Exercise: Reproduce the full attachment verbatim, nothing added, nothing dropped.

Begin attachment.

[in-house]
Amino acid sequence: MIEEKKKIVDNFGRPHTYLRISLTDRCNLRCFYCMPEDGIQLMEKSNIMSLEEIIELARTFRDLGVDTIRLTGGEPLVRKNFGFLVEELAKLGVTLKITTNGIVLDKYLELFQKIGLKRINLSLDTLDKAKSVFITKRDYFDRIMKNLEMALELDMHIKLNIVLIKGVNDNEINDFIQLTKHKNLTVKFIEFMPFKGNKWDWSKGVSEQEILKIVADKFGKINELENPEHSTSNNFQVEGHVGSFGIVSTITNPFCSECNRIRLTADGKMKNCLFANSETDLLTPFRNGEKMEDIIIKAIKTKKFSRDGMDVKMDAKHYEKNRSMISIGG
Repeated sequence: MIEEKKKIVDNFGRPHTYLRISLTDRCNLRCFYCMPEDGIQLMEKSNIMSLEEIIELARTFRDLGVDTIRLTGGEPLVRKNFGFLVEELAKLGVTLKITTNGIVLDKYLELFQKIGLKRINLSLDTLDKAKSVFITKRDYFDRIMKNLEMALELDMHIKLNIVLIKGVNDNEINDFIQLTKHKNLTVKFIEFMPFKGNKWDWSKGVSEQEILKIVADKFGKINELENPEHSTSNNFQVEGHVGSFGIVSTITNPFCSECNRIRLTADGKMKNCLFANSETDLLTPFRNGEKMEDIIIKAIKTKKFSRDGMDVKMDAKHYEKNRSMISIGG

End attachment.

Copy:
[in-house]
Amino acid sequence: MIEEKKKIVDNFGRPHTYLRISLTDRCNLRCFYCMPEDGIQLMEKSNIMSLEEIIELARTFRDLGVDTIRLTGGEPLVRKNFGFLVEELAKLGVTLKITTNGIVLDKYLELFQKIGLKRINLSLDTLDKAKSVFITKRDYFDRIMKNLEMALELDMHIKLNIVLIKGVNDNEINDFIQLTKHKNLTVKFIEFMPFKGNKWDWSKGVSEQEILKIVADKFGKINELENPEHSTSNNFQVEGHVGSFGIVSTITNPFCSECNRIRLTADGKMKNCLFANSETDLLTPFRNGEKMEDIIIKAIKTKKFSRDGMDVKMDAKHYEKNRSMISIGG
Repeated sequence: MIEEKKKIVDNFGRPHTYLRISLTDRCNLRCFYCMPEDGIQLMEKSNIMSLEEIIELARTFRDLGVDTIRLTGGEPLVRKNFGFLVEELAKLGVTLKITTNGIVLDKYLELFQKIGLKRINLSLDTLDKAKSVFITKRDYFDRIMKNLEMALELDMHIKLNIVLIKGVNDNEINDFIQLTKHKNLTVKFIEFMPFKGNKWDWSKGVSEQEILKIVADKFGKINELENPEHSTSNNFQVEGHVGSFGIVSTITNPFCSECNRIRLTADGKMKNCLFANSETDLLTPFRNGEKMEDIIIKAIKTKKFSRDGMDVKMDAKHYEKNRSMISIGG